Isle de Phoque is an exposed rock between Maria and Schouten Islands, about 10 nautical miles east of Little Swanport. Considered one of Tasmania’s most exciting dives, Isle de Phoque is home to a large seal colony and is riddled with caves. Most of the caves are subject to surge and should only be attempted on calm days and with an experienced guide. The best caves are on the north-east corner with several running right through the island. The caves are covered with zoanthids and are usually occupied by schools of fish. Most of the caves start at 20 metres and several have light entering through the roof.

    Isle de Phoque is managed under the National Parks and Reserves Management Act. Contact the local Parks and Wildlife Service office to get the OK to dive.
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  7. Maria Island National Park

    A stunning place to visit, Maria Island is steeped in convict history and has wonderful walks. A ferry to Maria Island leaves from Triabunna. Marine life includes forests of string kelp, seagrass beds, sandstone reefs and large schools of fish. As an added attraction, the former coastal trader the “Troy D” was scuttled to become an artificial reef and dive site in 23 to 27 metres of water four kilometres south-west of the northern tip of Maria Island.
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  8. Waterfall Bay

    Considered one of the best boat-diving areas in Tasmania, Waterfall Bay has suitable sites for all levels of experience and for all weather. With large reefs and amazing cave life this is one of Tasmania’s most popular dive sites for open water certified divers.
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  9. Cathedral Cave

    Tasmania’s largest sea cave system, hosting an incredible array of temperate water invertebrates that can only be found at depth or in caves. A guided dive here offers spectacular diving for a range of abilities. There is a massive entrance to Cathedral Cave, whose base is at 21 metres. This extends to smaller caverns with hundreds of metres of narrow tunnels and cross passageways. The walls are covered with invertebrates typical of temperate waters. Cathedral Cave offers spectacular dive photography opportunities.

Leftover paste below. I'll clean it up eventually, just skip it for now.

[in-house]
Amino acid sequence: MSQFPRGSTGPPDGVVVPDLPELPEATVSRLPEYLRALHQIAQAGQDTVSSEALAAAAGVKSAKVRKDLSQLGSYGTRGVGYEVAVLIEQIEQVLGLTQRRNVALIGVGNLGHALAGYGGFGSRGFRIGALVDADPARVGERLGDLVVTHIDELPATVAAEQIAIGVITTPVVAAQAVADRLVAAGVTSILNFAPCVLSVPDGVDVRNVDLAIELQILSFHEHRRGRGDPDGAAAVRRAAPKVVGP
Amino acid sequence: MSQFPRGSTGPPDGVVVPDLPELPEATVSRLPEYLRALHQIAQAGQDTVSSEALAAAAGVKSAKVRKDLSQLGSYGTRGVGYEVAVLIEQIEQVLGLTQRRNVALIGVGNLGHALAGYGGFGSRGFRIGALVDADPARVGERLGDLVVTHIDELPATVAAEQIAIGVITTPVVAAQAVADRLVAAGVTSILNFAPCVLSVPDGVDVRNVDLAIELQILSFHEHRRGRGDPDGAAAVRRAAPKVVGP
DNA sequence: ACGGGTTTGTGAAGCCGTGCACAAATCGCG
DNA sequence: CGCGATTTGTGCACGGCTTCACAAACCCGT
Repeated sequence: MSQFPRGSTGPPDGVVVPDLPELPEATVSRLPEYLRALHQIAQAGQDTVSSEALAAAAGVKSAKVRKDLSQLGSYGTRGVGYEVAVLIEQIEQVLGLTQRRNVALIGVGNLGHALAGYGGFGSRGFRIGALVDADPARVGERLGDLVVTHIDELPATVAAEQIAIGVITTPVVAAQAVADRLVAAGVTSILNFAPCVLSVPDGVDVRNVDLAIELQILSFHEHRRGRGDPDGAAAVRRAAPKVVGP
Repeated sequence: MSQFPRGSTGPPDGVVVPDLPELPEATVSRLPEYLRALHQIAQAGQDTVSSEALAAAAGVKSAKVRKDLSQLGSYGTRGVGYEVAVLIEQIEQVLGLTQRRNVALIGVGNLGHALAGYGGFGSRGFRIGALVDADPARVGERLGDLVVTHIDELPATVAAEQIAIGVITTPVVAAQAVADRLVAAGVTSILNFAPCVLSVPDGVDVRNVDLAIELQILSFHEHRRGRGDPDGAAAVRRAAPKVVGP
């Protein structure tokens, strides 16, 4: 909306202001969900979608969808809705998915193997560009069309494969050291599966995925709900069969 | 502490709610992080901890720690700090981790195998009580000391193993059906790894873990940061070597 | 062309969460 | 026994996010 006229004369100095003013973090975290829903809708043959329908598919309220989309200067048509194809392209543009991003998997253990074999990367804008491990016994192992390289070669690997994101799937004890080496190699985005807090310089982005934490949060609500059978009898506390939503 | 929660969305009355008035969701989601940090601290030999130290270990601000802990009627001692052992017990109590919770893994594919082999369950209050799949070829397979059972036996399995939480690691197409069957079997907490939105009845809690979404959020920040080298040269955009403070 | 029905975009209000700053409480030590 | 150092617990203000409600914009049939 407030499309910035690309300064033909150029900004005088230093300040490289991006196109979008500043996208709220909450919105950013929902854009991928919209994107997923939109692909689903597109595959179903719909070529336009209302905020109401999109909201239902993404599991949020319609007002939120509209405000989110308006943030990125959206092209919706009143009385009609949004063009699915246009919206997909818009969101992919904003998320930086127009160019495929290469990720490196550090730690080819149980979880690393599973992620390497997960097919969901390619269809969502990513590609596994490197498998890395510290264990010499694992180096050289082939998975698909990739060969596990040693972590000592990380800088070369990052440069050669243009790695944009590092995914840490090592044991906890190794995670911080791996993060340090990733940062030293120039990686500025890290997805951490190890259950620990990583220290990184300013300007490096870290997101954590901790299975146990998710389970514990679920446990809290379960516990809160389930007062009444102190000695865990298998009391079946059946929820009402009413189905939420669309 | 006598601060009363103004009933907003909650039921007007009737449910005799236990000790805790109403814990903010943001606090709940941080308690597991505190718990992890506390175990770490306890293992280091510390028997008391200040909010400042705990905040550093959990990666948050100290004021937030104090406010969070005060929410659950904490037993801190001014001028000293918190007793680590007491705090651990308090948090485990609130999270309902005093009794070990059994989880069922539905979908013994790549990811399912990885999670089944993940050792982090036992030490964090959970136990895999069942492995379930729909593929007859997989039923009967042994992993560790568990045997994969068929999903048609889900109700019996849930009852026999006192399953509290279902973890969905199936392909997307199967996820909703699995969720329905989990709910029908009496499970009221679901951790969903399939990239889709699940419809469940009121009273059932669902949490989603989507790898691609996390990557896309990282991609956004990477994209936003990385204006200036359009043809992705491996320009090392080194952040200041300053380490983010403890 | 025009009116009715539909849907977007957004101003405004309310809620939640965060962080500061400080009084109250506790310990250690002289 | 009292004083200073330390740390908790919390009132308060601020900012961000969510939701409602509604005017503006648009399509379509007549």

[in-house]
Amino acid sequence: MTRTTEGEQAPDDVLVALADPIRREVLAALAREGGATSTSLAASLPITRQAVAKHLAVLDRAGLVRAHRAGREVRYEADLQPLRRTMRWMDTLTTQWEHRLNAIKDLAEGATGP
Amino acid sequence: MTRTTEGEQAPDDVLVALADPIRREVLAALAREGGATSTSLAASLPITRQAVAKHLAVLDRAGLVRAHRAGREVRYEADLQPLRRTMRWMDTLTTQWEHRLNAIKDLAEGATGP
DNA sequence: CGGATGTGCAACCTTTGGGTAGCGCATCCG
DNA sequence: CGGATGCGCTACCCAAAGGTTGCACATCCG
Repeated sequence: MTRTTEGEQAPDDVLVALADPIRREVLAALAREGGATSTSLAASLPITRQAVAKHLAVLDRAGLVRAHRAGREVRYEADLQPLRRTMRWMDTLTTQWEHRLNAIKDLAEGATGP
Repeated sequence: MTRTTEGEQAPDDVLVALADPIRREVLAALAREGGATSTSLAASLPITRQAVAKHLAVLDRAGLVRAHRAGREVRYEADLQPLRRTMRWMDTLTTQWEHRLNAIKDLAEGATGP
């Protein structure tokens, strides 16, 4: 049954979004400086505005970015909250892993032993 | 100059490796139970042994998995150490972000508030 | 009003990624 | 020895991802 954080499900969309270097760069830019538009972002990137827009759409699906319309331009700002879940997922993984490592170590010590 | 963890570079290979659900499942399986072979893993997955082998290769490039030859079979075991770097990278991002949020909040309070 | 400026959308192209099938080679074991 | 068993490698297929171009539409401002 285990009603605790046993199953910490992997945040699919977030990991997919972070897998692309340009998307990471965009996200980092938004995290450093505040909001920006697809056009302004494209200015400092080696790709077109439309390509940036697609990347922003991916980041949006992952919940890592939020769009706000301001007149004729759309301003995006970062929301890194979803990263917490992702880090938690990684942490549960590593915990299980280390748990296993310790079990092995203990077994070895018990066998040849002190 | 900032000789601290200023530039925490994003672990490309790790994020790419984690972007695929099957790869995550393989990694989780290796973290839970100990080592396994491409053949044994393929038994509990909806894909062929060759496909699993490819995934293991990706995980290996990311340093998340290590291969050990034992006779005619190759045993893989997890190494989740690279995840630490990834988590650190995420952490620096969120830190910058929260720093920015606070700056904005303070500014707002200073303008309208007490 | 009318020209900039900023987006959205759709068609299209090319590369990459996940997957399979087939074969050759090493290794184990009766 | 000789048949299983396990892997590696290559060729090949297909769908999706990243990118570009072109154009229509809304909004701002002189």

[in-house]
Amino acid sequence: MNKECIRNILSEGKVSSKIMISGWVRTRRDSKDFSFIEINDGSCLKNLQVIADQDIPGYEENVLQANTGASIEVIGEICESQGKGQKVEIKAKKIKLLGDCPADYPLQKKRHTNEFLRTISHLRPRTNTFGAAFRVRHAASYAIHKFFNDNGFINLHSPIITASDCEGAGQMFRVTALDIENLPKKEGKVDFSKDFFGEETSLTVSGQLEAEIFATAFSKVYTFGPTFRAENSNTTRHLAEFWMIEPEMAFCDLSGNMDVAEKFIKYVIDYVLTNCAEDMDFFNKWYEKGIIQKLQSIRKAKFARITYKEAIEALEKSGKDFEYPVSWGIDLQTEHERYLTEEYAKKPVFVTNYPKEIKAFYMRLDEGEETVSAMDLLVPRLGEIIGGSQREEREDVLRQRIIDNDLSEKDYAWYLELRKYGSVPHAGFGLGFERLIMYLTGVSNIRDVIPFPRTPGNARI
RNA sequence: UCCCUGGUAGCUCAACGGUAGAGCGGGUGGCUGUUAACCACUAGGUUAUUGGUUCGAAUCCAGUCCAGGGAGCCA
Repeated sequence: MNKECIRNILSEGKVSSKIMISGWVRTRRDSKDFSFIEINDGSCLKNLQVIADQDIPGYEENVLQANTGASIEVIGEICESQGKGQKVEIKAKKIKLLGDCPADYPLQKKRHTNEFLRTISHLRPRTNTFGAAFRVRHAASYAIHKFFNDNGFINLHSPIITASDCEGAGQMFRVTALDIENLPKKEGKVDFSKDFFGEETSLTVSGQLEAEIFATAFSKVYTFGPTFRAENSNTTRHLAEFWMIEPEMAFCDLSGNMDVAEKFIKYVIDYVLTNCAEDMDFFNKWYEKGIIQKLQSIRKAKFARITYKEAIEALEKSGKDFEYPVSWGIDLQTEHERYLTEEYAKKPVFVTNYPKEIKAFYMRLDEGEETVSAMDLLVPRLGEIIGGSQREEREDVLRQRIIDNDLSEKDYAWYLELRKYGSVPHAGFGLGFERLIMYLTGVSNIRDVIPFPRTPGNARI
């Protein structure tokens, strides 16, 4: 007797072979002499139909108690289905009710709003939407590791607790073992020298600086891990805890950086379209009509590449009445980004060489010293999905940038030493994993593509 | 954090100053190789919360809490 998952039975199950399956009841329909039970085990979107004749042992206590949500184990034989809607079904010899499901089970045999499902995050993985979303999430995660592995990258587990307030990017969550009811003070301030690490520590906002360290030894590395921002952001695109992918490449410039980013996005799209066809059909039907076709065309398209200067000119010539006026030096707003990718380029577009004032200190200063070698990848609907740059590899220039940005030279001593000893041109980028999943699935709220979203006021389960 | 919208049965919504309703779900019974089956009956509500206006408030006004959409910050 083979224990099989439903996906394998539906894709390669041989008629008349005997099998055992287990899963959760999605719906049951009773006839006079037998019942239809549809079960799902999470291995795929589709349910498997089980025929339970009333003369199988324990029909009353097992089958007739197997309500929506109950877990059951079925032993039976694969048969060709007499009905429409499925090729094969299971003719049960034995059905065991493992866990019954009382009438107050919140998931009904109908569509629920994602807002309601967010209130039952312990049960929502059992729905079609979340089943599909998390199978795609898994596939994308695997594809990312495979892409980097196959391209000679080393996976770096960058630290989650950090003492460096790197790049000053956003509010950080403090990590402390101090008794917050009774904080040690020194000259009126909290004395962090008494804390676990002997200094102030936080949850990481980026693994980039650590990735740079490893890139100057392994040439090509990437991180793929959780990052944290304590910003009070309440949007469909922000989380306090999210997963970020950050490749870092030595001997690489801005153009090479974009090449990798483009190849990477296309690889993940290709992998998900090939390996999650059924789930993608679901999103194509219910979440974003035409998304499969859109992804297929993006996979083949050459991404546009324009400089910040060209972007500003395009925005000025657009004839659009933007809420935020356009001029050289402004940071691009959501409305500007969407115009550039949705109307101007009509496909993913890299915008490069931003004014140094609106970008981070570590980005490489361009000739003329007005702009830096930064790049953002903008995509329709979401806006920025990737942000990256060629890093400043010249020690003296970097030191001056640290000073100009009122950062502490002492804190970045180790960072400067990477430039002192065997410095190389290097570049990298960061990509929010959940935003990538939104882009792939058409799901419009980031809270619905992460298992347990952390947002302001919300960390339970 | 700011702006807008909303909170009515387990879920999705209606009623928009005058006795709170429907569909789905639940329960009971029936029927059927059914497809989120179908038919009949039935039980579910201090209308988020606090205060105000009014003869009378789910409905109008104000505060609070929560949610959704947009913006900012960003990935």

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  10. Fortescue Bay Kelp Forest

    The atmosphere created by a kelp forest is incredible. Few other dive experiences come close to diving in giant kelp forests and it is one that every diver who comes to Tasmania should try to do. The beautiful and thriving forest located in Fortescue Bay provides a brilliant shore dive. It is an easy 10 to 18 metre dive where lots of fish and sponges can be seen and perhaps weedy seadragons and seahorses. The bottom is mainly sandy although areas of forest are now moving on to the reef again. This has increased the diversity of sealife in the kelp forest. It includes seahorses, seadragons, cowfish, trumpeter, wrasse, short-finned pike, octopus, cuttlefish, shrimp, crayfish and abalone.
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  11. The Nord

    Tasmania’s most photographed shipwreck. The SS Nord was built in 1900 and measured 289 feet. She sank in November 1915. The wreck is situated near a reef in 40 metres of water, a few kilometres from Tasman Island, and is one of Tasmania’s few “intact” shipwrecks. Although the superstructure has collapsed the SS Nord still resembles a ship. The wreck has attracted a variety of fish, being surrounded by schools of trumpeter and covered in colourful marine growth. A number of artefacts can still be seen on the wreck including brass fittings and Chinese crockery.

    The wreck of the SS Nord is protected. Divers are welcome to explore provided no artefacts are collected and the site is not damaged or disturbed.